Manu Bhattathiri Short Story Rain’s Worst Enemy Book Review

This rainy season, meeting her again, the girl in the butterfly cloud, was it purely by chance? Or in the 34th year of his landmark novel, Satanic Verses, should Salman Rushdie be helplessly stabbed multiple times like a butterfly, trapped in a vengeful malicious network? The girl in Rushdie’s novel is Ayesha, a prophet in a butterfly cloak followed by a band of her followers whom she leads to their demise.

Nothing beats Manu Bhattathiri’s cornucopia of absurdities to entertain us in his latest short story collection. Like the early Rushdie, Bhatatiri was a copywriter with the same headline-grabbing talent for making connections and wrapping them up in neat singularities.

Yet at its center, in a story called “The Singing Butterfly of Duabaag,” comes an equally captivating and delicate vignette. This girl is just another girl on the train. We see her through the eyes of a fellow passenger, an older man, indeed most Bhattathiri narrators tend to be, as he watches her leaf through a book about butterflies. She has an equally catchy name – Aira. This suggests that she is a creature of air, fluttering gently across the pages as the story unfolds.

Keralites and their obsession with leaky bladders

Ella leads the way into the enchanted garden in the middle of the forest. As he follows her, the narrator feels himself melting into her powdered arms and eyes, like the black markings on a butterfly’s wing.

The butterfly chaser on the train tells us he’s a poet who needs to pee. He is struggling to control the urge due to his fear of using a dirty toilet. The extreme need for hygienic purity seems to affect other characters as well. Let us add, with a quick nod to the direction of such esoteric precursor, satirist OV Vijayan, the Kerala writer has a tendency to obsess over leaky bladders and imploding bowels.

This must be due to the incessant drizzle that forms the title of the first story. It made a soft giggle as it fell from the sky. Jogging on the train before heading into her garden, Aira was seen guiding elderly passengers to clean toilets. The romantic instinct of a Keralatic obviously thrives on such delicate interactions.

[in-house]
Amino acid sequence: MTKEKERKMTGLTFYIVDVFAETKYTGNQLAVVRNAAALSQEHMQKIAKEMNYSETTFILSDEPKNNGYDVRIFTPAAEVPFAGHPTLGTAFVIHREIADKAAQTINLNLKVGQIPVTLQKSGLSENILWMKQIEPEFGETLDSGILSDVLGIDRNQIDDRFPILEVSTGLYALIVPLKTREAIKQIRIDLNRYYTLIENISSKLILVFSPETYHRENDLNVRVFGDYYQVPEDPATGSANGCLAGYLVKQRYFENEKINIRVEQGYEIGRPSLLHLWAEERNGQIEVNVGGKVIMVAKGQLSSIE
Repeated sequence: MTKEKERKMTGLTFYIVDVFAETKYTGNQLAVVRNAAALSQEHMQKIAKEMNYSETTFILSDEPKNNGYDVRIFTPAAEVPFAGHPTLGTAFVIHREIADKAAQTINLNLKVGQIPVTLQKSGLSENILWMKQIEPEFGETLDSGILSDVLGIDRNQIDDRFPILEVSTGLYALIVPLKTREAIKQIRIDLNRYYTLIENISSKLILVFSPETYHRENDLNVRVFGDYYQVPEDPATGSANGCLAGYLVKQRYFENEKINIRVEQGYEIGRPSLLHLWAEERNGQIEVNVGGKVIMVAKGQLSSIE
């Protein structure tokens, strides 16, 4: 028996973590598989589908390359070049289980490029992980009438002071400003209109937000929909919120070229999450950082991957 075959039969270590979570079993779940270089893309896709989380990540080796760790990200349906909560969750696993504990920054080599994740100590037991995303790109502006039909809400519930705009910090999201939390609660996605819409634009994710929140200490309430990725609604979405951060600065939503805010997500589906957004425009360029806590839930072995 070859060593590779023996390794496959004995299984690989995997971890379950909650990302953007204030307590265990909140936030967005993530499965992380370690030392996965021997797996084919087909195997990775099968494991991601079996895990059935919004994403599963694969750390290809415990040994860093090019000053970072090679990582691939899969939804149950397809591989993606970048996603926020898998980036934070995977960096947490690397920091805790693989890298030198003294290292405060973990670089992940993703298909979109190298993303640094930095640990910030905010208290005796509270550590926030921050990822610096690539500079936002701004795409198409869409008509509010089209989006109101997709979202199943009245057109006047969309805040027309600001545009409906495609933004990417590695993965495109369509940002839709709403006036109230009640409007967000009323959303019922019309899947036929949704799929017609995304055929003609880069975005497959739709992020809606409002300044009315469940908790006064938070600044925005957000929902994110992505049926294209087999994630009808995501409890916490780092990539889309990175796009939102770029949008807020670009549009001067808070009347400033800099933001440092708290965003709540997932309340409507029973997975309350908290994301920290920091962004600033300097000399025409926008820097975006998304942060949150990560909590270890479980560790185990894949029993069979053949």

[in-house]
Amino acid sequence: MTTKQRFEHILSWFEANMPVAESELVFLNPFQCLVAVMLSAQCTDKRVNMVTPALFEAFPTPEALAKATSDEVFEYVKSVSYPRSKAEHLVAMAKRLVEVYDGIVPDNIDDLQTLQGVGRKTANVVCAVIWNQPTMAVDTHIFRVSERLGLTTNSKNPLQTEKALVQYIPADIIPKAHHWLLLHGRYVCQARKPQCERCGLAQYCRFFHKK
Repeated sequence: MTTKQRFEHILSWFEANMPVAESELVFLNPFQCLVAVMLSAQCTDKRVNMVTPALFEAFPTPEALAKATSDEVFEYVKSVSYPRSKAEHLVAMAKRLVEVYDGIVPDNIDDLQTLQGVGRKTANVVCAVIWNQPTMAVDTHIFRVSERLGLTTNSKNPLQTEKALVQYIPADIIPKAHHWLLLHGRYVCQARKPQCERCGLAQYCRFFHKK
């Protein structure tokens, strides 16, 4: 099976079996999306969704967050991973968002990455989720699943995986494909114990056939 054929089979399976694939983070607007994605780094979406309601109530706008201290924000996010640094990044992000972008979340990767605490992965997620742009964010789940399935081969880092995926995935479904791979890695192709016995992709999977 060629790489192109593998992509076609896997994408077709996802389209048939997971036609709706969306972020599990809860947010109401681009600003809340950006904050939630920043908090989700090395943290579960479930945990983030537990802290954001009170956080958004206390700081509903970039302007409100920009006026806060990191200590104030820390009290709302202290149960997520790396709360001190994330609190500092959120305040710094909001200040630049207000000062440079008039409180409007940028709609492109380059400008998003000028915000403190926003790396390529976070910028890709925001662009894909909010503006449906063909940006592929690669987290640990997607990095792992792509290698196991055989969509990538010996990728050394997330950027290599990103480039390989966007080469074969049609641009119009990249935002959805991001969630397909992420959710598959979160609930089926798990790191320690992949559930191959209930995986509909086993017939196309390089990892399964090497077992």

In “Seraphim Shit,” the old grandfather who loses control of his sphincter and defecates on the windowsill explains that it’s the visiting angel who has the problem. Bhattathiri described the horror of being a family caring for aging parents during the final stages of his life. It’s both an ironic and sad account of the insult of old age and how Grandpa used the situation to his advantage. He is especially kind to a maid named Latna, who subtly benefits from the unexpected wealth left by the seraph on the windowsill.

lure of the bay

It is curious what happened to another rich crevice of Keralate’s literary grenade. The class war, the haunting influence of the narratives of victims living on the margins in the novels of the previous generation of writers? Does the lure of the Gulf eliminate these problems? Or a longer embrace of the lascivious pleasures of the West?

Bhattathiri deftly shifted his base. In the case of “The Difficult Customer,” he takes aim at the idealistic anxieties of the urban elite, as an obese couple swans into a hair salon and spa and demands a haircut for their husband. “I’m allergic to dirty sheets,” Mr. D’Souza says cheerfully. Georgie, the barber with prominently colored hair, wrapped him in a sheet. Mrs. D’Souza babbled like a turkey hen giving orders. Their need for attention increases with the groveling of salon owners and staff.

“There will be blood,” a character mutters in “The Answer,” as Bhattathiri deftly throws his ball of presence through the net between scientist and believer.

In fact, he suggests, it helps with good digestion.

rain’s worst enemy

Manu Bhatatiri

Aleph Books


Reviewers are Chennai-based critics and cultural commentators.


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